• Radiology Technologist. Take x-rays and Computerized Axial Tomography (CAT or CT) scans or administer nonradioactive materials into patient's blood stream for diagnostic purposes. Includes technologists who specialize in other modalities, such as computed tomography, ultrasound, and magnetic resonance.
  • Respiratory Therapist. Assess, treat, and care for patients with breathing disorders. Assume primary responsibility for all respiratory care modalities, including the supervision of respiratory therapy technicians. Initiate and conduct therapeutic procedures; maintain patient records; and select, assemble, and operate equipment.
  • Surgical Technician. Assist in operations, under the supervision of surgeons, registered nurses, or other surgical personnel. May help set up operating room, prepare and transport patients for surgery, adjust lights and equipment, pass instruments and other supplies to surgeons and surgeon's assistants, hold retractors, and help count sponges, needles, and instruments.

EDUCATIONAL OPPORTUNITIES: Dental Hygienist Training

Creighton University - Omaha, NE

Creighton University, 2500 California Plaza, Omaha, NE 68178. Creighton University is a medium sized university located in Omaha, Nebraska. It is a private not-for-profit school with primarily 4-year or above programs. It has 7,059 students and an admission rate of 79%. Creighton University has a bachelor's degree program in Dental Hygiene/Hygienist.

University of Nebraska Medical Center - Omaha, NE

University of Nebraska Medical Center, 987815 Nebraska Medical Ctr, Omaha, NE 68198-7815. University of Nebraska Medical Center is a small university located in Omaha, Nebraska. It is a public school with primarily 4-year or above programs and has 3,194 students. University of Nebraska Medical Center has a bachelor's degree program in Dental Hygiene/Hygienist which graduated twenty-four students in 2008.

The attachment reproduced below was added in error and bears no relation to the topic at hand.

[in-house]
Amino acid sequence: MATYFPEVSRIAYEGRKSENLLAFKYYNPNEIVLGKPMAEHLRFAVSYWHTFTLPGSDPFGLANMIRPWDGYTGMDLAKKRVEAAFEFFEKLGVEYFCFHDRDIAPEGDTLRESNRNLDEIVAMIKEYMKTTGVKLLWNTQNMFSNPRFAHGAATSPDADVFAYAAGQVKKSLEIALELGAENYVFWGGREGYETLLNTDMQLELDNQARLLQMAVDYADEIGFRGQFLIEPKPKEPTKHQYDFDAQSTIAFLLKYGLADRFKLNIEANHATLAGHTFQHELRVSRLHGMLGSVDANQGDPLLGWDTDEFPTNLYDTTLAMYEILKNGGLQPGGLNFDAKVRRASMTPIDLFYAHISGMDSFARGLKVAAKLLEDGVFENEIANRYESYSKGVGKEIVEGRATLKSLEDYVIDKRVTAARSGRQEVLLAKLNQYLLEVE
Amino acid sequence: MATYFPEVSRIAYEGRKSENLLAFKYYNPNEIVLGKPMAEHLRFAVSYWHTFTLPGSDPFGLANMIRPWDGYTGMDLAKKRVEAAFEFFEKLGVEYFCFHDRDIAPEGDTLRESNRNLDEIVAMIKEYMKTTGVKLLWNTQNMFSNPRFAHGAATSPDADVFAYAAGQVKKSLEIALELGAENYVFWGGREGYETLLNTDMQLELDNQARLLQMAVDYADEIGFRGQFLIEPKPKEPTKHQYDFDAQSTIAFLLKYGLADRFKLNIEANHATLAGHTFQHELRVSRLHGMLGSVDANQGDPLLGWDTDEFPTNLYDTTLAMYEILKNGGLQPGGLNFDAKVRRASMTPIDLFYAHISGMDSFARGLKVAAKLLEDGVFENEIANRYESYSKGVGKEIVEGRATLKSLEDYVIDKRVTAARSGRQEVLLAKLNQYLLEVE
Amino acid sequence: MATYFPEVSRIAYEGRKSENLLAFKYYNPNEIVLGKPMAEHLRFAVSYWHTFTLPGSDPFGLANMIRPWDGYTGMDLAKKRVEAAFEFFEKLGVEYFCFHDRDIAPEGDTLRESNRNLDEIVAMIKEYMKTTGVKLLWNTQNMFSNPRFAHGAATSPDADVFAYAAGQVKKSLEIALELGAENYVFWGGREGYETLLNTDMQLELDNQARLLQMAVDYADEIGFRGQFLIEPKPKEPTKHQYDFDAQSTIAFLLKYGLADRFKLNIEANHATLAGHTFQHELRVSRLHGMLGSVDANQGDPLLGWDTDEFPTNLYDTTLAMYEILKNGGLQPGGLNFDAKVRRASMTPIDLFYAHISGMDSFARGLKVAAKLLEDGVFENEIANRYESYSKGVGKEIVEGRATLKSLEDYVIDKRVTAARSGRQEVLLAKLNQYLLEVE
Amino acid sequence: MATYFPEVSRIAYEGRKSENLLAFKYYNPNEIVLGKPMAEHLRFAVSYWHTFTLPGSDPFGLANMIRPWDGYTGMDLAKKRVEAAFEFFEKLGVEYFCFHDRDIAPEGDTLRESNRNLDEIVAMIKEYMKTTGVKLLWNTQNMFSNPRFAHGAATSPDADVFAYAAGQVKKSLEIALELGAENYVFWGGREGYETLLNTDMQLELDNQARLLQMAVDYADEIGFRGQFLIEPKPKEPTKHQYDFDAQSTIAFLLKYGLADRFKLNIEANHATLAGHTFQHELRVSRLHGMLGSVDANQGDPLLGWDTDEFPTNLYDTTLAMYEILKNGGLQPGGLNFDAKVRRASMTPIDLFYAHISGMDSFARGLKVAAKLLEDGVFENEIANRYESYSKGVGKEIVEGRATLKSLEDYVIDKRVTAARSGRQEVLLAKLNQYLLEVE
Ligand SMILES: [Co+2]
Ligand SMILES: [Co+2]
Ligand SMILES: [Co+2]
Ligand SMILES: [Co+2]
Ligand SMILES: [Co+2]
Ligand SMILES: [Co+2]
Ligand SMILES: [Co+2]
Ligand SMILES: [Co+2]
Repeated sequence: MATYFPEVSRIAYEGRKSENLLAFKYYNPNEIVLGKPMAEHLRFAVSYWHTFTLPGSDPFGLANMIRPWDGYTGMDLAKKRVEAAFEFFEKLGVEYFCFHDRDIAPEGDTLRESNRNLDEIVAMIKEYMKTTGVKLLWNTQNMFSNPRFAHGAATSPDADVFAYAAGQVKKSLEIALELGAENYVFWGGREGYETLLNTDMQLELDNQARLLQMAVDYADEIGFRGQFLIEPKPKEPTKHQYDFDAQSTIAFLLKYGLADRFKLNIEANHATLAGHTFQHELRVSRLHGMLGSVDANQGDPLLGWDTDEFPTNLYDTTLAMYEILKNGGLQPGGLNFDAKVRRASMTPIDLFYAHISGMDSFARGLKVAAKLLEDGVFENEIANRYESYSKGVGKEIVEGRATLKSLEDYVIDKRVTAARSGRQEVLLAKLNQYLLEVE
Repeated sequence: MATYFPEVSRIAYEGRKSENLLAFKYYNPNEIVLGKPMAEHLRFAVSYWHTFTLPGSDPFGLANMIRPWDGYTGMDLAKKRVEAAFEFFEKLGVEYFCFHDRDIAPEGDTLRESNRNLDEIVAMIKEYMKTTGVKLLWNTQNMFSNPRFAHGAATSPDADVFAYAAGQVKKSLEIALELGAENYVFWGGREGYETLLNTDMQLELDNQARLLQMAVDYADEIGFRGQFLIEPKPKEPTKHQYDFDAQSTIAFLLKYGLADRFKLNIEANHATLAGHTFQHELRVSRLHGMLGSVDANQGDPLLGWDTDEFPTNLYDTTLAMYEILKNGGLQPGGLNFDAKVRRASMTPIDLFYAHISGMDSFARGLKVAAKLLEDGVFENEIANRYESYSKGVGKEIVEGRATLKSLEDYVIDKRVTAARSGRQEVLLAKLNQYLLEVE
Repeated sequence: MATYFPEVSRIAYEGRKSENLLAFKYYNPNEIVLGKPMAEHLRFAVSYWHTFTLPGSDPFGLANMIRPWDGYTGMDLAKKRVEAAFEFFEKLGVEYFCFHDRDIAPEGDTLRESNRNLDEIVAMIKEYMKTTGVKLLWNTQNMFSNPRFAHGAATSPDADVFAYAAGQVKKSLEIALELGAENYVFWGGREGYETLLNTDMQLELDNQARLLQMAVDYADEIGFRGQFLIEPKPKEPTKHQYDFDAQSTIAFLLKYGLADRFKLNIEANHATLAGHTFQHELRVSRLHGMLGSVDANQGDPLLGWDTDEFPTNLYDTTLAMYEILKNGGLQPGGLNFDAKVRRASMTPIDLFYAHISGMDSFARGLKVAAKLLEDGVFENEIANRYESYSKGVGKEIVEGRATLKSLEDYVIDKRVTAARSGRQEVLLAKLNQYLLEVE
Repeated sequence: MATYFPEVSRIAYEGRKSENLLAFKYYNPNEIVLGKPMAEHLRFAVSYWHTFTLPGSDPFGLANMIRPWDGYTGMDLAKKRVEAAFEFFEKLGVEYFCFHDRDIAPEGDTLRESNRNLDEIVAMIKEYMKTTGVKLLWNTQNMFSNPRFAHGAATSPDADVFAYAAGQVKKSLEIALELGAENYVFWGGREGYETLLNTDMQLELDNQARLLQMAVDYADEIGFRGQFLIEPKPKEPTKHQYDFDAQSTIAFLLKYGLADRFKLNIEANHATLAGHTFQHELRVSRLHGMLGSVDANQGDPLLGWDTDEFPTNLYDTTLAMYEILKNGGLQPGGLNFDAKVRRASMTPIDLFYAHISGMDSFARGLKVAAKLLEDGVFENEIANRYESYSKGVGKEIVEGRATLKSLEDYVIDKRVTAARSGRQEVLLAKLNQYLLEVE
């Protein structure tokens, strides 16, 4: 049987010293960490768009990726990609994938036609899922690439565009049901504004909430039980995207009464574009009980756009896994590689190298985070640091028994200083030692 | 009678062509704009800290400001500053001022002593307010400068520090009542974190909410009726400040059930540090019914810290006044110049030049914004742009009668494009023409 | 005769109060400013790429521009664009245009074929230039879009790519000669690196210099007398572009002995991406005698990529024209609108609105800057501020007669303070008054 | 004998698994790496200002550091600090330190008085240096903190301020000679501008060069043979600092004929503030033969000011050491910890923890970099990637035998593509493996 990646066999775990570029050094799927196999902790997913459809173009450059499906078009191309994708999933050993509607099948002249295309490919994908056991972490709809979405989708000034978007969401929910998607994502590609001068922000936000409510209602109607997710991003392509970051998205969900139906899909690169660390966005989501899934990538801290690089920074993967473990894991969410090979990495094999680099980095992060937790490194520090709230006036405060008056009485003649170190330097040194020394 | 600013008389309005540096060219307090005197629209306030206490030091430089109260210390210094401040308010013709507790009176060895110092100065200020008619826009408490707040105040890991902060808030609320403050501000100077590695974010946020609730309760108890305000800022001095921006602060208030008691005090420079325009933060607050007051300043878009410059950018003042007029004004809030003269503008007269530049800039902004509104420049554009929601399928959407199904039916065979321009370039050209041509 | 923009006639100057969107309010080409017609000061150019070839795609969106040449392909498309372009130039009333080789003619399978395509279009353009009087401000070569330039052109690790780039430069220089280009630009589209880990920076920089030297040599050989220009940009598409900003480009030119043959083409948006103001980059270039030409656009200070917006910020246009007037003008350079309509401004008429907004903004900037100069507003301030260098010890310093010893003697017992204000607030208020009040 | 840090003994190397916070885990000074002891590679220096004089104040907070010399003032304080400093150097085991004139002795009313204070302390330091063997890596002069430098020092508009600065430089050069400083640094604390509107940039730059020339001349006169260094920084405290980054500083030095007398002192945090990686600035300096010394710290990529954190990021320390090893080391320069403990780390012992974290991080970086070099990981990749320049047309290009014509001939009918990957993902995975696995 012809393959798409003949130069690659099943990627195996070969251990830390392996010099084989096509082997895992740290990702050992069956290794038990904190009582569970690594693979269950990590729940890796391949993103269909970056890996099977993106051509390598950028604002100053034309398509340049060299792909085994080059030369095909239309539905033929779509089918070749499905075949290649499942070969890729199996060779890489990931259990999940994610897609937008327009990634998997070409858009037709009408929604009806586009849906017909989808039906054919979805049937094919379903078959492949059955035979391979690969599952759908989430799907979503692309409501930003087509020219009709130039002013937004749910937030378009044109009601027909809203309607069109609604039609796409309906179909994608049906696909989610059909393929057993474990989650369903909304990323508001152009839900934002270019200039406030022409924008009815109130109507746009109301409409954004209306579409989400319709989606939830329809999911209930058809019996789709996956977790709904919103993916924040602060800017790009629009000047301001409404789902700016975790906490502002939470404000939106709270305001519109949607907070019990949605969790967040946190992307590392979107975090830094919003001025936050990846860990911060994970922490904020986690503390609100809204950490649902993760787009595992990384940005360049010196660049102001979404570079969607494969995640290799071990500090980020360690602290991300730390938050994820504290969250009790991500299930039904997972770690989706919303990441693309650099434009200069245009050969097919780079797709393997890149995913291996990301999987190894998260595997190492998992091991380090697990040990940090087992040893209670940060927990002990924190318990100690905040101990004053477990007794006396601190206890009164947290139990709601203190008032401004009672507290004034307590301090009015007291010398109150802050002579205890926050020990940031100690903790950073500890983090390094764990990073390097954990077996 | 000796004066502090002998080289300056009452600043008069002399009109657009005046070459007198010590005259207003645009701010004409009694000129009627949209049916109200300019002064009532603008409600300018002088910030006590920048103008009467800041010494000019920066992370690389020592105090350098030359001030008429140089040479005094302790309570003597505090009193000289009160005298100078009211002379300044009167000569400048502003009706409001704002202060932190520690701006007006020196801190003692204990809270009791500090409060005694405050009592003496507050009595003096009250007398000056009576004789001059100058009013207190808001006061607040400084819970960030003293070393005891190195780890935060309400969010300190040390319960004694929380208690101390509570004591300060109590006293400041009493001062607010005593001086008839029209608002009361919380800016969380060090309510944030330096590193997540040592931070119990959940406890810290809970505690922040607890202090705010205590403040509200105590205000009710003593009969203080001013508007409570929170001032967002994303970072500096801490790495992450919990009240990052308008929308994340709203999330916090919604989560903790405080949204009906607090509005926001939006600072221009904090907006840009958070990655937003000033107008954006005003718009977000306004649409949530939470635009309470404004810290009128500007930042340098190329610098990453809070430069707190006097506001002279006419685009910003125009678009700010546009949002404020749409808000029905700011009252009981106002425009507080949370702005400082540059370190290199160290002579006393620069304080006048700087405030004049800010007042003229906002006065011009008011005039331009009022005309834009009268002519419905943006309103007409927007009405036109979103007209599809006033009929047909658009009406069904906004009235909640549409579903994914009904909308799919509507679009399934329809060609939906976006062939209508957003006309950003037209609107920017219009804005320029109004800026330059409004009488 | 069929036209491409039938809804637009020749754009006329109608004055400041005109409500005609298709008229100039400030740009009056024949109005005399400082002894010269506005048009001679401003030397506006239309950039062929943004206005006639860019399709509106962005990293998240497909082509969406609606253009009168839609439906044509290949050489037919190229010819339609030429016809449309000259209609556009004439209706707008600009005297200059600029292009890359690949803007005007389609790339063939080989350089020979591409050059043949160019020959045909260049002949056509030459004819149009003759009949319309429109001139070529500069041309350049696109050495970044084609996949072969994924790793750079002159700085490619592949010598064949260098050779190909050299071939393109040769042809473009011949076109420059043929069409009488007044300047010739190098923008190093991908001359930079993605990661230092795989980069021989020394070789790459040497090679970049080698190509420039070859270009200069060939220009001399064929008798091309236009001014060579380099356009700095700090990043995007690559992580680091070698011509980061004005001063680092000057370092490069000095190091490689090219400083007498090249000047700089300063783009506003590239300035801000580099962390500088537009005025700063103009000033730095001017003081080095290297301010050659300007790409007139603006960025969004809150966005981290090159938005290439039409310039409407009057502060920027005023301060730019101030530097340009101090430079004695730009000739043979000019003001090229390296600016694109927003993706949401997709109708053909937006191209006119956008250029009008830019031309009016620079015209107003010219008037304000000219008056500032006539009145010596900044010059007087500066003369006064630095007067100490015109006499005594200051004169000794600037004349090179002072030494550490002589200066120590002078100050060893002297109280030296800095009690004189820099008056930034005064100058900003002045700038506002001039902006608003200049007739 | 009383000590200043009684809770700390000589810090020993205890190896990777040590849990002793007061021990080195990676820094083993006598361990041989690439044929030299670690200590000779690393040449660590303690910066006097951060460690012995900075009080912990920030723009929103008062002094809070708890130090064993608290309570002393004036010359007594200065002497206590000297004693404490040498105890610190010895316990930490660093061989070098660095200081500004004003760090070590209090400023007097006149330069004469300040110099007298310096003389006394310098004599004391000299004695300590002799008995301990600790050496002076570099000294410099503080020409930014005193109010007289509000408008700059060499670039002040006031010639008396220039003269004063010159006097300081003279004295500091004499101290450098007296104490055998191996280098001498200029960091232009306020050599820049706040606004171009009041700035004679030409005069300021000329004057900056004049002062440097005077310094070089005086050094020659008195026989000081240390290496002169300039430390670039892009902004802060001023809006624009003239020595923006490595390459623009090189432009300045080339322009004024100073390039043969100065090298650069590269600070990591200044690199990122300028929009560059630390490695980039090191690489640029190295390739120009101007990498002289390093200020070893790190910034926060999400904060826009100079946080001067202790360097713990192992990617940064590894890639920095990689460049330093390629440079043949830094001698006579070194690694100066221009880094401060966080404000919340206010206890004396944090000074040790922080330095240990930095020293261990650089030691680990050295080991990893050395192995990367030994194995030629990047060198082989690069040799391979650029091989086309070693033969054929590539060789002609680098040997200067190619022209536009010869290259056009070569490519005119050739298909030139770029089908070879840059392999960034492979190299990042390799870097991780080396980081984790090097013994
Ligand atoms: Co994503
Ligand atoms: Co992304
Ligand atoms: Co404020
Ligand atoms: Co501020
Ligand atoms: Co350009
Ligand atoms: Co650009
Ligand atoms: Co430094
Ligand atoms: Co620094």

Iowa Western Community College - Council Bluffs, IA

Iowa Western Community College, 2700 College Rd, Council Bluffs, IA 51502-3004. Iowa Western Community College is a medium sized college located in Council Bluffs, Iowa. It is a public school with primarily 2-year programs and has 5,642 students. Iowa Western Community College has an associate's degree program in Dental Hygiene/Hygienist which graduated sixteen students in 2008.

CERTIFICATIONS

Oral and Maxillofacial Surgeon Associate Fellow: Your Associate Fellow certificate lets your patients know that you are an experienced, credentialed implant professional.

For more information, see the American Academy of Implant Dentistry website.

Certified Dental Technician: Certification is the process of assessing a dental technician's knowledge and applied skill level necessary to perform the tasks required of a dental technician.

For more information, see the National Board for Certification in Dental Laboratory Technology website.

LICENSES

Dental Hygienists

Licensing agency: Nebraska Department of Health and Human Services
Address: Division of Public Health - Licensure Unit, PO Box 94986, 301 Centennial Mall South, Lincoln, NE 68509-4986

Phone: (402) 471-2118
Website: Nebraska Department of Health and Human Services Division of Public Health - Licensure Unit

LOCATION INFORMATION: Omaha, Nebraska

Omaha, Nebraska
Omaha, Nebraska photo by Yassie

Omaha is located in Douglas County, Nebraska. It has a population of over 438,646, which has grown by 12.5% in the past ten years. The cost of living index in Omaha, 81, is well below the national average. New single-family homes in Omaha are valued at $105,100 on average, which is far less than the state average. In 2008, 1,576 new homes were built in Omaha, down from 1,905 the previous year.

The three big industries for women in Omaha are health care, educational services, and finance and insurance. For men, it is construction, accommodation and food services, and professional, scientific, and technical services. The average commute to work is about 18 minutes. More than 28.7% of Omaha residents have a bachelor's degree, which is higher than the state average. The percentage of residents with a graduate degree, 9.0%, is higher than the state average.

The unemployment rate in Omaha is 4.7%, which is greater than Nebraska's average of 4.5%.

The percentage of Omaha residents that are affiliated with a religious congregation, 54.5%, is more than the national average but less than the state average. Calvary Baptist Church, Calvary Chapel of Omaha and Calvary Foursquare Gospel Church are all churches located in Omaha. The most common religious groups are the Catholic Church, the Evangelical Lutheran Church in America and the Lutheran Church.

Omaha is home to the Gibson and the Cedar Hills Golf Course as well as Al Caniglia Field and Adams Park. Shopping malls in the area include Frederick Square Shopping Center, North Park Shopping Center and Oak View Mall. Visitors to Omaha can choose from Countryside Suites, Hampton Inn Omaha-Central and Townhouse Inn for temporary stays in the area.